TV UK, 27 June
From Wimbledon to Damascus: weathering TV's summer schedule.
London has been hot this week. Not Calcutta hot or Los Angeles hot, but hot. Too hot to watch TV, really, since I have to have the window open, letting the traffic noise in. Which only reminds me that NYPD Blue isn’t on.
Summer is traditionally a bad time for TV anyway, but there’s always something. There are the summer staples for those who like that sort of thing: Wimbledon, Big Brother, Glastonbury. I suppose the Proms will be on soon too. But there is still some good regular stuff on: Channel 4 has The West Wing, Six Feet Under, and a new series of Scrubs. The new season of The Shield is about to join CSI on Channel 5, and there’s baseball on late. ITV1 has The Vice to keep up the cop show quota. (Just steer clear of MIT.)
While we’re on the subject of extreme weather (I said it’s hot, remember?), Surviving Extremes (Channel 4, Mondays at 9pm) is pretty good. This is the second series of the programme in which Nick Middleton travels to uncomfortable places for our entertainment. This week’s adventure in the Congolese jungle was fun, even if the pygmies were disappointingly tall.
Middleton went hunting in the jungle with them, and after several days without success, he was forced to make a Big Brother-style confession. The pygmies had caught him scoffing a tin of sardines that he had smuggled along, and insisted that it was the alien smell that was keeping the animals away. The prospect of a whole tribe of pygmies starving because of a minor misdemeanour cast new light on the term ‘reality TV’.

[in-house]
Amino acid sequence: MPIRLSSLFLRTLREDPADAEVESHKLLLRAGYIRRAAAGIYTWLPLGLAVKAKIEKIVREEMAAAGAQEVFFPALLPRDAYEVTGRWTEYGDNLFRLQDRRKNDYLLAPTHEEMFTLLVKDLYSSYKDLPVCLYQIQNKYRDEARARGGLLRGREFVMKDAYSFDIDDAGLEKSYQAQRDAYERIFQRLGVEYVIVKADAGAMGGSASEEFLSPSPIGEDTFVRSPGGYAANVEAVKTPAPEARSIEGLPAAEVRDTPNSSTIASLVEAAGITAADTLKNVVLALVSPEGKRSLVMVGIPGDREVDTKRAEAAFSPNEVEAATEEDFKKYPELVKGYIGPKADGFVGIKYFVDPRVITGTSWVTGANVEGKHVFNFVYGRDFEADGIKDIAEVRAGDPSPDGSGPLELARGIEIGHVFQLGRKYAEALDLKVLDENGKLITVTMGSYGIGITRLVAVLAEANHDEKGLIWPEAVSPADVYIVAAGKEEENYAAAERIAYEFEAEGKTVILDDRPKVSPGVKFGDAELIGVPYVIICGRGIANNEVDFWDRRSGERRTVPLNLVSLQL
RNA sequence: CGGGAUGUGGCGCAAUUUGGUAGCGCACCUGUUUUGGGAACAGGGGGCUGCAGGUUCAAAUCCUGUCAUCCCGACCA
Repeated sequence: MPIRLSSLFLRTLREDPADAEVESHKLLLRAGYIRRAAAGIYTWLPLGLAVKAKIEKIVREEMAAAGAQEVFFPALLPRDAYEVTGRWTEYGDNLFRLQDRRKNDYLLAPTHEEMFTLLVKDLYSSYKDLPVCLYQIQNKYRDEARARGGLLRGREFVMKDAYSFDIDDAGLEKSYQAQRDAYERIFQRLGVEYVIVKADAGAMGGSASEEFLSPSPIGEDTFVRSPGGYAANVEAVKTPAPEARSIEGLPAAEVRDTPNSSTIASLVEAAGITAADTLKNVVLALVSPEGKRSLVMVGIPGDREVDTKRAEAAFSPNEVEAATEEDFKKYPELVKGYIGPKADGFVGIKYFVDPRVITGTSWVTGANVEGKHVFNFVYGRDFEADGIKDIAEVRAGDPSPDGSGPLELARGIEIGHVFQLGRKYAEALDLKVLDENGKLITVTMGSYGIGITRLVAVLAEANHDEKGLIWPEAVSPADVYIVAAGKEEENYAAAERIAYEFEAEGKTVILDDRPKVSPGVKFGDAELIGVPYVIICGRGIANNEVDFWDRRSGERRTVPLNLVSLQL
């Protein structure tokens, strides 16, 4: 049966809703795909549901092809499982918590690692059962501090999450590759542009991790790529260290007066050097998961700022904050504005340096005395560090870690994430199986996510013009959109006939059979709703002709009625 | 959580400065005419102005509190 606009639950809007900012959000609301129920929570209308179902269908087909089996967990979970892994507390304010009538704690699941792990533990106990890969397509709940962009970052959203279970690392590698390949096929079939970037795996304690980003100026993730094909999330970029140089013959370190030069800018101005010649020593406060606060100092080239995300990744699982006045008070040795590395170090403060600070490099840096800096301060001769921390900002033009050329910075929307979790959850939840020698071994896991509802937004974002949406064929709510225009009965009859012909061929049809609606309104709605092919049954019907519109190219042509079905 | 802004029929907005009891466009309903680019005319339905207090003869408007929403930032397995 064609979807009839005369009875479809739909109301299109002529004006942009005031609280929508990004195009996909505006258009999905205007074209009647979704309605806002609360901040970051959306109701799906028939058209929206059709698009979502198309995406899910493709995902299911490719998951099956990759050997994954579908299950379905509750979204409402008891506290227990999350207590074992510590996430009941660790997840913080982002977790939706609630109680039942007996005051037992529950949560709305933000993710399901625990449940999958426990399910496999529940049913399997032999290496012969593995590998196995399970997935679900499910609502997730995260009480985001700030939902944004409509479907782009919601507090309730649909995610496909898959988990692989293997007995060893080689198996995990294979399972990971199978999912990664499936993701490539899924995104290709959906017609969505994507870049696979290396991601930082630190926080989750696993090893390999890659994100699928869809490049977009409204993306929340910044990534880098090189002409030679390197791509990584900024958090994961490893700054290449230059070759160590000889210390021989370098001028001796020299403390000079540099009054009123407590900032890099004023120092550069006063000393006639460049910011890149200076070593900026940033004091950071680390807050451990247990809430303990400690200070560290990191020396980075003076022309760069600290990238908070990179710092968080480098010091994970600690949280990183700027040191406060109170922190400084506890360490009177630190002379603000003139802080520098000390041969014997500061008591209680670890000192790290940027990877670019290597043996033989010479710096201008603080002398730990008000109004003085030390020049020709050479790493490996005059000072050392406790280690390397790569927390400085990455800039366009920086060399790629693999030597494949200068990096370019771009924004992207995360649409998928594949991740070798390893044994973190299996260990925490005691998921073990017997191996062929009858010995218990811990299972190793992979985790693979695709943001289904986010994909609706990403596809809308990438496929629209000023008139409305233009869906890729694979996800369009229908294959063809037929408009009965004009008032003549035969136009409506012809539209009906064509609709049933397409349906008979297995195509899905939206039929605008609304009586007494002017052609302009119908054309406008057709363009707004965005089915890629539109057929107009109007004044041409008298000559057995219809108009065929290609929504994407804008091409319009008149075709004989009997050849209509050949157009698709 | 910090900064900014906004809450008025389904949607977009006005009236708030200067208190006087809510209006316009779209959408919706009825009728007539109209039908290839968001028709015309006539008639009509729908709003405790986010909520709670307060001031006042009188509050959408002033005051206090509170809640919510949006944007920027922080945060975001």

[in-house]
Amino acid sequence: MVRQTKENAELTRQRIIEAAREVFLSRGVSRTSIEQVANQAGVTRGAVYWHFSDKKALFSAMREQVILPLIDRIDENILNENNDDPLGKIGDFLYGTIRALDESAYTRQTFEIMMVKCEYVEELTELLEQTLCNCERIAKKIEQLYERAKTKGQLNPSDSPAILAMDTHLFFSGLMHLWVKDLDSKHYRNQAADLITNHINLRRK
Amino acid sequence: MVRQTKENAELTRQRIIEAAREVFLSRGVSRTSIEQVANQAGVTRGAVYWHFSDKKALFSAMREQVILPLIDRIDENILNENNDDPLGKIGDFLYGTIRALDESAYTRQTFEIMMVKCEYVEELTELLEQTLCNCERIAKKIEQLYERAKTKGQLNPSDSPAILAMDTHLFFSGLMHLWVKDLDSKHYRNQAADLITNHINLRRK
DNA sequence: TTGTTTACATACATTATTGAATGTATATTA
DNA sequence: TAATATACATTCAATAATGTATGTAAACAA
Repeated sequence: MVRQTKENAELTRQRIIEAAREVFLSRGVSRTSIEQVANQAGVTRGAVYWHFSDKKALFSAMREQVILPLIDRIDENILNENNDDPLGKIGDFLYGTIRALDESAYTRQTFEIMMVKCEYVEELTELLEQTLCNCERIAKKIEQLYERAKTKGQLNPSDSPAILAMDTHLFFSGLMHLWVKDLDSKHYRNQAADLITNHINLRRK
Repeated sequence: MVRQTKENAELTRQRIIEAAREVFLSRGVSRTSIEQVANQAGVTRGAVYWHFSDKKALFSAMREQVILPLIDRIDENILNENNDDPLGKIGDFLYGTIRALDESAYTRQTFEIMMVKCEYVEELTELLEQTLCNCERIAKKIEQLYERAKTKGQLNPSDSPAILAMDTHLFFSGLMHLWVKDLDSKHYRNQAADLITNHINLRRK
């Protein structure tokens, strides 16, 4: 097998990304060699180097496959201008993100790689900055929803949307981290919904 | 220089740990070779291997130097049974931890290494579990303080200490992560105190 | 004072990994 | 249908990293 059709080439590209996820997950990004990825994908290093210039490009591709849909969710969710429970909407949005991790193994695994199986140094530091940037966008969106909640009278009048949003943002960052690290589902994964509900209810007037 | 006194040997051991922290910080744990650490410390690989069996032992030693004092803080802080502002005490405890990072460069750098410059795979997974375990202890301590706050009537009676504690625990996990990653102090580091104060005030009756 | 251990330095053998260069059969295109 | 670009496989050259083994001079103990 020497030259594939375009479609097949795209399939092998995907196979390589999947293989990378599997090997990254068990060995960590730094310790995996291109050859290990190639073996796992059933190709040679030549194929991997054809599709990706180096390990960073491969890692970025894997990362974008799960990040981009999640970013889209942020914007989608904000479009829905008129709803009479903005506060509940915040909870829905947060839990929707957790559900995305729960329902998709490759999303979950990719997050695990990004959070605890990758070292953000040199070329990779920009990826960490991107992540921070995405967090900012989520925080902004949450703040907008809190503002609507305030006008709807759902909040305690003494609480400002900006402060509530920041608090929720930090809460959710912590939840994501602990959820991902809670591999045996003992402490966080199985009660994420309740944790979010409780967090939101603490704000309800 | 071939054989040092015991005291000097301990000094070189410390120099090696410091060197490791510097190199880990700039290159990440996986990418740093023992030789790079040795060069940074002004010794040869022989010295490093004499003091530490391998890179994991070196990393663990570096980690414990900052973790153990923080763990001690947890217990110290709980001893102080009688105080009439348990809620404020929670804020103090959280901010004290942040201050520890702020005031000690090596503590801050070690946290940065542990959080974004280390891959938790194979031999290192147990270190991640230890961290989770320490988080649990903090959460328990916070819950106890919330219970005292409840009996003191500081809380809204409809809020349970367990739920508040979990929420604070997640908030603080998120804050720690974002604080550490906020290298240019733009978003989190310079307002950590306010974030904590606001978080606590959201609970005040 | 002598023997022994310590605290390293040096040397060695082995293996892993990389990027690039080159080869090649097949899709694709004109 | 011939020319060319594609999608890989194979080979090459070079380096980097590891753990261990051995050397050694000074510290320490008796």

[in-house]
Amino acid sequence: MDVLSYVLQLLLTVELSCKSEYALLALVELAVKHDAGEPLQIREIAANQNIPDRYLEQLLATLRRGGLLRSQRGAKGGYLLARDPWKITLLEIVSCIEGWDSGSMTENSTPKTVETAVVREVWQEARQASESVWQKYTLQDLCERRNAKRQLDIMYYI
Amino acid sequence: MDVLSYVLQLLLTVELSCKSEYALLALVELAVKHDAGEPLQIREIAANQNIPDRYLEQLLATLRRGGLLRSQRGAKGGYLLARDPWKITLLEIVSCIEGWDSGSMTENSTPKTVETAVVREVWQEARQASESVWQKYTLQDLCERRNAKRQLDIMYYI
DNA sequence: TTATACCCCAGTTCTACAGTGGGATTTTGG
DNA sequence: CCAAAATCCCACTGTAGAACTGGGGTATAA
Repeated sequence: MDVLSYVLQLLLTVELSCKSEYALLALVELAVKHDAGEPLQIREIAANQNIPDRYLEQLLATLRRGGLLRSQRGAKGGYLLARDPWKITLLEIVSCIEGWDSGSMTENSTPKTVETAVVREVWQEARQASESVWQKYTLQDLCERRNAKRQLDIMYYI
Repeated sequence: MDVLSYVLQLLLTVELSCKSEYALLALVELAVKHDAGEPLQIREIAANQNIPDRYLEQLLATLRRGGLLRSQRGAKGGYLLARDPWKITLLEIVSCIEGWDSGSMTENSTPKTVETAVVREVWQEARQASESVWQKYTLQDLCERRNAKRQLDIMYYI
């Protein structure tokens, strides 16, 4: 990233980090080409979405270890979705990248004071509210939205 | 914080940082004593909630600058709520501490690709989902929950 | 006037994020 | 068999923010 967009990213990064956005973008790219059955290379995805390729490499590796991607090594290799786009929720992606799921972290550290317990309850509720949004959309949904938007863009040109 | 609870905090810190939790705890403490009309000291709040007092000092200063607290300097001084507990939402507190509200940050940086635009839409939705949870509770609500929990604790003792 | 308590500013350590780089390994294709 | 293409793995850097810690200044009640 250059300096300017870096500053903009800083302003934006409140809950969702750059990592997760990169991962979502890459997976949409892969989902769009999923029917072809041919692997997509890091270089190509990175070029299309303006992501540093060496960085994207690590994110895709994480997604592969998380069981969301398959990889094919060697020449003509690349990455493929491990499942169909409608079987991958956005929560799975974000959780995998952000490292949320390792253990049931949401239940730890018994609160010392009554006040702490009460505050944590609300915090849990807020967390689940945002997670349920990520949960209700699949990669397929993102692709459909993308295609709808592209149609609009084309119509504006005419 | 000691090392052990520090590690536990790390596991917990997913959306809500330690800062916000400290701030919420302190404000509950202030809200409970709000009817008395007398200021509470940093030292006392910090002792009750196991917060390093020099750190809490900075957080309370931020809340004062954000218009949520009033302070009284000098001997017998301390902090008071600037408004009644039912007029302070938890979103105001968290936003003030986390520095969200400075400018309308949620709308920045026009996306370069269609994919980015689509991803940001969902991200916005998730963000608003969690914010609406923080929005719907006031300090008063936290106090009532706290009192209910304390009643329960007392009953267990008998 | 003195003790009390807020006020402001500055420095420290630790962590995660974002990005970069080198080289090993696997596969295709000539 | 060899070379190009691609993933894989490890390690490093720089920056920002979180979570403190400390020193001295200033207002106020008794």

The BBC’s big launch this week is In Search of Shakespeare (BBC2, Saturday at 9.10pm) with Michael Wood, who has previously gone In the Footsteps of Alexander and In Search of the Trojan War, among other adventures. The pre-publicity is making a great deal of the fact that there has never been a series about Shakespeare’s life before, but that’s because very little is known about it.
This means there is always a danger Wood will resort to speculation to brighten this adventure, but at least he has forsaken dramatic reconstructions. Like all good documentary presenters, Wood has sufficient enthusiasm for the subject not to fall back on gimmicks. Tuesday night’s ‘BBC4 on BBC2’ programme on the role of fruit flies in science was ruined by a patronisingly frivolous tone: ‘Science isn’t boring! Look! Here are some flies shagging!’ It wasn’t much of an advert for the thinking channel.
There seems to have been little attempt to ‘sex up’ Saint Paul (BBC1, Sunday at 7pm), which is presented by world champion triple jumper and Songs of Praise presenter Jonathan Edwards, not someone I associate with glamour and excitement. Presumably, though, he will be not so much walking in the footsteps of Paul, as hopping, skipping and jumping in the footsteps of Paul. Improbably, this is the second series this year about the great evangelist, the first on ITV1 having been presented by another party animal, John McCarthy.
Like cops, pygmies, Shakespeare and even fruit flies, however, Paul makes an interesting subject. That is about all that is needed to make TV in any weather.
Dolan Cummings is publications editor at the Institute of Ideas, and editor of Culture Wars. He is also the editor of Reality TV: How Real Is Real?, Hodder Murray, 2002 (buy this book from Amazon (UK) or Amazon (USA)).
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